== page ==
Although not all. most of the evacuees are where they are going to be for a while. Some who evacuated, but did not live within the levee system ahve already returned home. People on the west side of New Orleans did not receive as much destruction as others. I am so glad that they get to go home and begin the rebuilding process.
For the rest of the evacuees, news trickles in. Their questions, some of them, are slowly getting answers. Some families are being reunited; some are not. Some never will. Some sigh in relief that their house was on high enough ground, while others live in denial, knowing that their house is in the lowest part of the city, but still hope to hear word that it still stands. Sadly, there won't be anything for them to go home to.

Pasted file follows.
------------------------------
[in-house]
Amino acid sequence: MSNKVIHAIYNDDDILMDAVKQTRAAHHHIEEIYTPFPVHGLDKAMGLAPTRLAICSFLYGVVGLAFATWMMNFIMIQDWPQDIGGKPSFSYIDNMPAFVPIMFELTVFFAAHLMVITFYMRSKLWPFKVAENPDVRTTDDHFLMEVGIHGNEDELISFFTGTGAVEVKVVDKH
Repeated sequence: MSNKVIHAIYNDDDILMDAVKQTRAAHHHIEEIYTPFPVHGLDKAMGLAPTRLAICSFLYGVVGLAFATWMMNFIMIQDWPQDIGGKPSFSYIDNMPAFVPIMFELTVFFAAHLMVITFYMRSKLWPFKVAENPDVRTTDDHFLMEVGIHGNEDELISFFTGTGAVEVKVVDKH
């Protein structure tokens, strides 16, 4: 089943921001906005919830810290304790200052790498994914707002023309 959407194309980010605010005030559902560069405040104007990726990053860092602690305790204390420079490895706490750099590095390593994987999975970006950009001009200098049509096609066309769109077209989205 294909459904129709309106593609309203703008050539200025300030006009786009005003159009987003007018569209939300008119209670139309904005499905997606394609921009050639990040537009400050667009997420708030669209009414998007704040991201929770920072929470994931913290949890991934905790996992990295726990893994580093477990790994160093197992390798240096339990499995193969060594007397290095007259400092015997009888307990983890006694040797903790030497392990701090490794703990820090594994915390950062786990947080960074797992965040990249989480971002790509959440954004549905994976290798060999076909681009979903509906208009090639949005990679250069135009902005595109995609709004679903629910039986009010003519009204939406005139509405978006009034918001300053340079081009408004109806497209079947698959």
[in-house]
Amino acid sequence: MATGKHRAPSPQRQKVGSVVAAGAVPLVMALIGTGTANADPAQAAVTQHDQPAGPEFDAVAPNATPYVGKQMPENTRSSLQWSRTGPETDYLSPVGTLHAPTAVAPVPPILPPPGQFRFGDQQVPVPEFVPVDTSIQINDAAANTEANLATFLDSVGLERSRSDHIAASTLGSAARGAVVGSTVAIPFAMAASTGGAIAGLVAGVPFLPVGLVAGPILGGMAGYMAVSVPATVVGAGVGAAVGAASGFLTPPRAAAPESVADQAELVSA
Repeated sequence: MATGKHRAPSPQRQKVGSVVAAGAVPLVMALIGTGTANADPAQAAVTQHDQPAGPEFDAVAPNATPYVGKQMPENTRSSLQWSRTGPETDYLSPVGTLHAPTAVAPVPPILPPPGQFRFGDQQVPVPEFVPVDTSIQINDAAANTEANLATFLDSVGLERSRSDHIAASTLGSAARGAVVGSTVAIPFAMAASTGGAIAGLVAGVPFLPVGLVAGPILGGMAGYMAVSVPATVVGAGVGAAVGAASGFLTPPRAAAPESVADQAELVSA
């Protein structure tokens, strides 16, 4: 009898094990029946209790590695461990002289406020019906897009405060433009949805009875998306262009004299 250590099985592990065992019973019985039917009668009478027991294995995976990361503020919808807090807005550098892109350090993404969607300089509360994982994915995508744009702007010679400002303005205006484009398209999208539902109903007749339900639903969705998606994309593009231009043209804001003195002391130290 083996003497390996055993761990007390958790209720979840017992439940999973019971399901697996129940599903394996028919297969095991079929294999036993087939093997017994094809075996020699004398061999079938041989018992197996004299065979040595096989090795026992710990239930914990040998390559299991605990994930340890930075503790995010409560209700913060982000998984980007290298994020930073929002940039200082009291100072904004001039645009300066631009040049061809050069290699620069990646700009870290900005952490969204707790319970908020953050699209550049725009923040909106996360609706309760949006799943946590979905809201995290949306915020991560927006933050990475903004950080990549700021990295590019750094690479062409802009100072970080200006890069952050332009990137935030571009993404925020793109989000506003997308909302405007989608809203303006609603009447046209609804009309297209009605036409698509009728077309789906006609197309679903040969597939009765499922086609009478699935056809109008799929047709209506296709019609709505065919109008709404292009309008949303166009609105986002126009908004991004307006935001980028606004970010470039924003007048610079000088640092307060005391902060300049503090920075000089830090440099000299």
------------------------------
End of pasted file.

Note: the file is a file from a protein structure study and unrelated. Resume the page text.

Some people have just wiped the slate clean. They are going to live where they evacuated to. Their life in New Orleans is over.
In caring for evacuees, there is now a feel that the frenzy is over and the long, hard work of service begins. Adrenaline subsiding, there must now be something more than that to perpetuate the care. This is phase two. This is the time when people decide that they are like Jesus or not. Hurricane relief is sexy in the first couple weeks, but what about after that, when the news reporters return to the all important celebrity court cases and documentaries on the history of Dracula?
For those of us who have evacuees in our home towns, do not abandon them. Let's love them until they are out our reach. Let's serve them until they are home. Let's let them know the love that is in our hearts, placed their by a very loving God.